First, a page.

- It is thus unclear which companies above 50% will be considered as having met this requirement as it is important to stress that diversification does not automatically require a company to reduce its absolute activity in coal. However it is already certain that the bank will keep financing all companies below the 50% threshold, including some of the biggest coal power producers and the bulk of companies that are planning new coal power plants. According to the Global Coal Exit List (data of 2019), 163 companies (out of the 258 companies) planning 246 GW of new coal power capacity (six times the coal fleet of Germany) are below the 50% threshold. This is the case of Kyushu Electric Power, Chugoku Electric Power and Uniper, for instance, the three coal plant developers that Deutsche Bank financed the most with almost 3 billion dollars since 2017 according to the latest data from September 2019.
- All these uncertainties and loopholes explain why Deutsche Bank should better adopt clear and immediate exclusion criteria covering all coal developers and the most active coal companies. The bank should also adopt a global coal phase-out strategy for both coal mining and coal power, asking all coal companies to provide a credible coal exit plan by 2030 for the EU/OECD and by 2040 worldwide.
- On oil & gas:
- Deutsche Bank commits to ending dedicated financing to new oil and gas projects in the Arctic and to new tar sands projects, but it fails to restrict any financial services at the corporate level. Our understanding is that a significant share of the financing for such activities is raised through corporate financing instead of project financing, lowering the impact of such a policy. This is the case for the more than 1.3 billion dollars that Deutsche Bank channelled to oil and gas companies active in the Arctic since 2016, making it the third top global bank active in this field, according to the report mentioned above.
- However, even for projects in the Arctic region, the Arctic is defined as “based on a 10°C July Isotherm boundary, meaning the area does not experience temperatures above 10° C”. This definition seems to make the covered relevant region smaller when climate change intensifies, so it is difficult to see how the policy will be concretely implemented.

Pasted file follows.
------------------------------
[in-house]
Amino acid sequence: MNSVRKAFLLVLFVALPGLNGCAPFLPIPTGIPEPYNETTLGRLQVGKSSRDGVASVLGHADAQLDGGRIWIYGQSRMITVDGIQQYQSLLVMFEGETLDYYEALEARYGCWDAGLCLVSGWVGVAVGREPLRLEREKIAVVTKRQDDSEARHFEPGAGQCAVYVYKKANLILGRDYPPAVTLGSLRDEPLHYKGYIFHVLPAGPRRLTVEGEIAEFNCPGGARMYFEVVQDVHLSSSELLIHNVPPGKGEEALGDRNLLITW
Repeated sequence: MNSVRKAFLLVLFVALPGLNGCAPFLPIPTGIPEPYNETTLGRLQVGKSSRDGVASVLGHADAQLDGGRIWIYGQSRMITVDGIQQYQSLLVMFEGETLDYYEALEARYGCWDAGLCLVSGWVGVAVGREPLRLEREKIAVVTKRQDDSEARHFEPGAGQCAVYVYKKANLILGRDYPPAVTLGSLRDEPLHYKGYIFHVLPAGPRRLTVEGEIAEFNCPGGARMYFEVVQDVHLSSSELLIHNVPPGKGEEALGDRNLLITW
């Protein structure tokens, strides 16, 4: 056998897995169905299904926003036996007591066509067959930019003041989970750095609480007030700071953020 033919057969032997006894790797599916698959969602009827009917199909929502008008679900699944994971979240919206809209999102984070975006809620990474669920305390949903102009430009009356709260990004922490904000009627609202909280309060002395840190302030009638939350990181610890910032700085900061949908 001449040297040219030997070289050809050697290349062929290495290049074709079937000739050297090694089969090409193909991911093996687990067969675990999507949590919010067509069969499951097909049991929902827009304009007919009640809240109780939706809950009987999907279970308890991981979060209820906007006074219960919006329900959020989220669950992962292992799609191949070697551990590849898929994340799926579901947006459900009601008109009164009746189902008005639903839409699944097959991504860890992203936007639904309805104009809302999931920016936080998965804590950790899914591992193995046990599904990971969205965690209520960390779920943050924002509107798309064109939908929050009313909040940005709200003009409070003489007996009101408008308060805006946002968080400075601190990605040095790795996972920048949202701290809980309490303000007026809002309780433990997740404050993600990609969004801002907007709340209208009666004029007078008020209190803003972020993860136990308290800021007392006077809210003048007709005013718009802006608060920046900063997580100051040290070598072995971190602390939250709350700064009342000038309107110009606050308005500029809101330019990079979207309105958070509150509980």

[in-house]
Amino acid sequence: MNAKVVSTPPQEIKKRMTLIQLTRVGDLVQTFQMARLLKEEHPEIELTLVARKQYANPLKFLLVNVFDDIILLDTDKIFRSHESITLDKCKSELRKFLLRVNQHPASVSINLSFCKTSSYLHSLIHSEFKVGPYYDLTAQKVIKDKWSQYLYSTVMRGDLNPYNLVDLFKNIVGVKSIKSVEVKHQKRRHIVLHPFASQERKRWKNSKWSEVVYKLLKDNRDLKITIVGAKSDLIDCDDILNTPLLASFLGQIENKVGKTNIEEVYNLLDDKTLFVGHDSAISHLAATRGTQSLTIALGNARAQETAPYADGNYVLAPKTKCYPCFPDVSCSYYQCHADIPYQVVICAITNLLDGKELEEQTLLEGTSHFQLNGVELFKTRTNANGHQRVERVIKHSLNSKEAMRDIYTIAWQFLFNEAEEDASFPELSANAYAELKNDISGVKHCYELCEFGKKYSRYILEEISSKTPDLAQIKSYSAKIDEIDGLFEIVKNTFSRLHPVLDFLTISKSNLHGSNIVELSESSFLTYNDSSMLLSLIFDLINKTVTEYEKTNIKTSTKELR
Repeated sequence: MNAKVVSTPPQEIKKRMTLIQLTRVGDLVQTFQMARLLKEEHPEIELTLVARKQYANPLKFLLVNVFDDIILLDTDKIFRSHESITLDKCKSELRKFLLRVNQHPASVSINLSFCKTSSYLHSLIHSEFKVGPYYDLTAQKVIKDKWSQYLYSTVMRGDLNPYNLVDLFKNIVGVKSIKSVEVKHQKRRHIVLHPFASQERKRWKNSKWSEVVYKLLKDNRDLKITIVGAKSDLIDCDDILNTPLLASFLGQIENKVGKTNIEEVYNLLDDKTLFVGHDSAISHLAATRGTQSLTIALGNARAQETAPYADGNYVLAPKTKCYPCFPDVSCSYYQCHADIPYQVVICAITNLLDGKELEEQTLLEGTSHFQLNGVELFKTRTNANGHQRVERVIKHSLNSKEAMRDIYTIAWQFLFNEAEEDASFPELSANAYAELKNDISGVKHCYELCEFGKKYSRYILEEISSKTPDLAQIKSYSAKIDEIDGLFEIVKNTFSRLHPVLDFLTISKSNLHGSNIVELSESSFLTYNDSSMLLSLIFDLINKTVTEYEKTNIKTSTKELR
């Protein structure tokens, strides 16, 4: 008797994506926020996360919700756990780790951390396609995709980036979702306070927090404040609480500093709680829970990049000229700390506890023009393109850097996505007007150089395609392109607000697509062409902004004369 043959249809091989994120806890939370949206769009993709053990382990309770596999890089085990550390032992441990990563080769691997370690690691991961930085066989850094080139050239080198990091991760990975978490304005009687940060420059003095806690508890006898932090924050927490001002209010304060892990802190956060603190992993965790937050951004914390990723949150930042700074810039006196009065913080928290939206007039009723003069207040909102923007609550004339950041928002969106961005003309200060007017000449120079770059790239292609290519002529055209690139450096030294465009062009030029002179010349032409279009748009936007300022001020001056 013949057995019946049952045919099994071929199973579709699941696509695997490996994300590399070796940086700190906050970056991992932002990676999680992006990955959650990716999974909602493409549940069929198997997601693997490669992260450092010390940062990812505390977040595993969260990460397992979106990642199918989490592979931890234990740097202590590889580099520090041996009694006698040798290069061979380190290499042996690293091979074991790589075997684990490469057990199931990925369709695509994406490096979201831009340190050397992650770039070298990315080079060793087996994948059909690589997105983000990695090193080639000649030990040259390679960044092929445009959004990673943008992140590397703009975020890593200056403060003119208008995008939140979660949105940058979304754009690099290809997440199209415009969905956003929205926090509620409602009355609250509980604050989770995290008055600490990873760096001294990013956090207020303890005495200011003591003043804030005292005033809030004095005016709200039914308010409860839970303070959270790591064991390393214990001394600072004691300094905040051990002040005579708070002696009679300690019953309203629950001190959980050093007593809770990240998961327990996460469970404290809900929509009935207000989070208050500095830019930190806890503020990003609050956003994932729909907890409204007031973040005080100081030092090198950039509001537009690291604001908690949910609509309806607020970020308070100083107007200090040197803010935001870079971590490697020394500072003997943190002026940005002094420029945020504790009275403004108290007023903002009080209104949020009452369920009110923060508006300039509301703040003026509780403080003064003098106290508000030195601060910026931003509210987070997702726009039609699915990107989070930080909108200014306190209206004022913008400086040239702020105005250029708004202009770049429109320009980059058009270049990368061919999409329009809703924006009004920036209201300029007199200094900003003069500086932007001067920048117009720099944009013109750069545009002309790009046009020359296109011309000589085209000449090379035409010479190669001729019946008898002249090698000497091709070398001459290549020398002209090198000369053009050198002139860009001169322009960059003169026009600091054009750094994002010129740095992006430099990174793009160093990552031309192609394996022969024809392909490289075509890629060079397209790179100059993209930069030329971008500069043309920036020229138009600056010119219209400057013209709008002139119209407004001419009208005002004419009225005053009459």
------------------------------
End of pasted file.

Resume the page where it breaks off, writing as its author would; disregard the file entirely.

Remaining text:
- Deutsche Bank finally commits to ending the direct financing of projects using hydraulic fracturing, but this commitment is restricted to “countries with extremely high water stress”, excluding the United States where most of this technique is being used.
- The German bank finally mentioned its aim to reduce its global business activities in the oil and gas sector after a thorough analysis by the end of 2020.
Almost everything remains to be done in the oil & gas sector and Deutsche Bank remains far behind the best practices of some of its peers like Crédit Agricole or BNP Paribas which have blacklisted all coal developers, have adopted global coal phase-out strategies by the relevant deadlines, and have started to blacklist some oil & gas companies.
As Regine Richter, Energy Campaigner at Urgewald, puts it: “Deutsche Bank seeking to limit its fossil businesses is a much-welcomed step forward. From a climate perspective, however, this is still too little, too late. We would have needed significantly more ambition in the year 2020.”